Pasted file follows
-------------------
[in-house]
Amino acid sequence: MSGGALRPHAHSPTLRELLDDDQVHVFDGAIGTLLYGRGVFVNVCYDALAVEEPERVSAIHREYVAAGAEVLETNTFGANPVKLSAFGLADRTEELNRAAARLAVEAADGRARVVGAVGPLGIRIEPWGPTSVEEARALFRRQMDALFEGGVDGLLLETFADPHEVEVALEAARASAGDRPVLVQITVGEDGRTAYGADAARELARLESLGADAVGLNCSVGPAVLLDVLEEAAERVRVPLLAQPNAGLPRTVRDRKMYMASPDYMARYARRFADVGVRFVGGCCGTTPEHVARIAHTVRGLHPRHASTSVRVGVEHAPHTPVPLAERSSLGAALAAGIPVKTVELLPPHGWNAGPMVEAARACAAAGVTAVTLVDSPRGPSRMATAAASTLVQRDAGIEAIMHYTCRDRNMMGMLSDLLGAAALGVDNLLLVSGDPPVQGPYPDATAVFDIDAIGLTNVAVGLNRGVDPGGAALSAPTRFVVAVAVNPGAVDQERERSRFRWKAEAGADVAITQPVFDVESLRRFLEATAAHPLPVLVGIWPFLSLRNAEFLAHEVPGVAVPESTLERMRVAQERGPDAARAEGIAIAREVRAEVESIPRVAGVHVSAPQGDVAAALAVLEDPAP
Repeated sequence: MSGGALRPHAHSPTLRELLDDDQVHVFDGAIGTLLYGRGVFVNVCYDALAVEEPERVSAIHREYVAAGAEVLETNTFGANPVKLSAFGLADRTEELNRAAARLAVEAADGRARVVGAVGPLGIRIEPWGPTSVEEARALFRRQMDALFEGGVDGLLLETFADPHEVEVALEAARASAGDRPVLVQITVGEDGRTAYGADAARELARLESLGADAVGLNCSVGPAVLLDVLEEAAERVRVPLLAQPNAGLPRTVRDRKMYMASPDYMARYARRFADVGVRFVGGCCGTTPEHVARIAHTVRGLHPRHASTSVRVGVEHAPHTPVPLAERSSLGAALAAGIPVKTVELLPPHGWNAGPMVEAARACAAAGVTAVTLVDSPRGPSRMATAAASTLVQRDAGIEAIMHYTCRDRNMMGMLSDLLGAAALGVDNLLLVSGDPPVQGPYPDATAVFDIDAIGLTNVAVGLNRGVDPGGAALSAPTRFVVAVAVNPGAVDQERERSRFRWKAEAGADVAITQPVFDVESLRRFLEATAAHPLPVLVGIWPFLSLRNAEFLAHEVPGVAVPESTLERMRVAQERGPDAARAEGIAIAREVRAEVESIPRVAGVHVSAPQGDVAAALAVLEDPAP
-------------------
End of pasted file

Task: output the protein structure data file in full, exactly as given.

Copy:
[in-house]
Amino acid sequence: MSGGALRPHAHSPTLRELLDDDQVHVFDGAIGTLLYGRGVFVNVCYDALAVEEPERVSAIHREYVAAGAEVLETNTFGANPVKLSAFGLADRTEELNRAAARLAVEAADGRARVVGAVGPLGIRIEPWGPTSVEEARALFRRQMDALFEGGVDGLLLETFADPHEVEVALEAARASAGDRPVLVQITVGEDGRTAYGADAARELARLESLGADAVGLNCSVGPAVLLDVLEEAAERVRVPLLAQPNAGLPRTVRDRKMYMASPDYMARYARRFADVGVRFVGGCCGTTPEHVARIAHTVRGLHPRHASTSVRVGVEHAPHTPVPLAERSSLGAALAAGIPVKTVELLPPHGWNAGPMVEAARACAAAGVTAVTLVDSPRGPSRMATAAASTLVQRDAGIEAIMHYTCRDRNMMGMLSDLLGAAALGVDNLLLVSGDPPVQGPYPDATAVFDIDAIGLTNVAVGLNRGVDPGGAALSAPTRFVVAVAVNPGAVDQERERSRFRWKAEAGADVAITQPVFDVESLRRFLEATAAHPLPVLVGIWPFLSLRNAEFLAHEVPGVAVPESTLERMRVAQERGPDAARAEGIAIAREVRAEVESIPRVAGVHVSAPQGDVAAALAVLEDPAP
Repeated sequence: MSGGALRPHAHSPTLRELLDDDQVHVFDGAIGTLLYGRGVFVNVCYDALAVEEPERVSAIHREYVAAGAEVLETNTFGANPVKLSAFGLADRTEELNRAAARLAVEAADGRARVVGAVGPLGIRIEPWGPTSVEEARALFRRQMDALFEGGVDGLLLETFADPHEVEVALEAARASAGDRPVLVQITVGEDGRTAYGADAARELARLESLGADAVGLNCSVGPAVLLDVLEEAAERVRVPLLAQPNAGLPRTVRDRKMYMASPDYMARYARRFADVGVRFVGGCCGTTPEHVARIAHTVRGLHPRHASTSVRVGVEHAPHTPVPLAERSSLGAALAAGIPVKTVELLPPHGWNAGPMVEAARACAAAGVTAVTLVDSPRGPSRMATAAASTLVQRDAGIEAIMHYTCRDRNMMGMLSDLLGAAALGVDNLLLVSGDPPVQGPYPDATAVFDIDAIGLTNVAVGLNRGVDPGGAALSAPTRFVVAVAVNPGAVDQERERSRFRWKAEAGADVAITQPVFDVESLRRFLEATAAHPLPVLVGIWPFLSLRNAEFLAHEVPGVAVPESTLERMRVAQERGPDAARAEGIAIAREVRAEVESIPRVAGVHVSAPQGDVAAALAVLEDPAP